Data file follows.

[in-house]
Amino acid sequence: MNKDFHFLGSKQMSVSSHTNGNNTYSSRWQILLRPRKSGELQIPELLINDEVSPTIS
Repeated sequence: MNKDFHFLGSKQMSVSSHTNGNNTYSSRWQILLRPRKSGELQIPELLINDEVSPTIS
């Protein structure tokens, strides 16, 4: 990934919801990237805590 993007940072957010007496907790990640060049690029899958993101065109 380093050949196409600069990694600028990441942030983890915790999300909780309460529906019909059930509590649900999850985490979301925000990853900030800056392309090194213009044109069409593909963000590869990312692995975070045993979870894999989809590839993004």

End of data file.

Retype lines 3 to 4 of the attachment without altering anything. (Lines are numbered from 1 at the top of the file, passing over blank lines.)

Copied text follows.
Repeated sequence: MNKDFHFLGSKQMSVSSHTNGNNTYSSRWQILLRPRKSGELQIPELLINDEVSPTIS
């Protein structure tokens, strides 16, 4: 990934919801990237805590 993007940072957010007496907790990640060049690029899958993101065109 380093050949196409600069990694600028990441942030983890915790999300909780309460529906019909059930509590649900999850985490979301925000990853900030800056392309090194213009044109069409593909963000590869990312692995975070045993979870894999989809590839993004």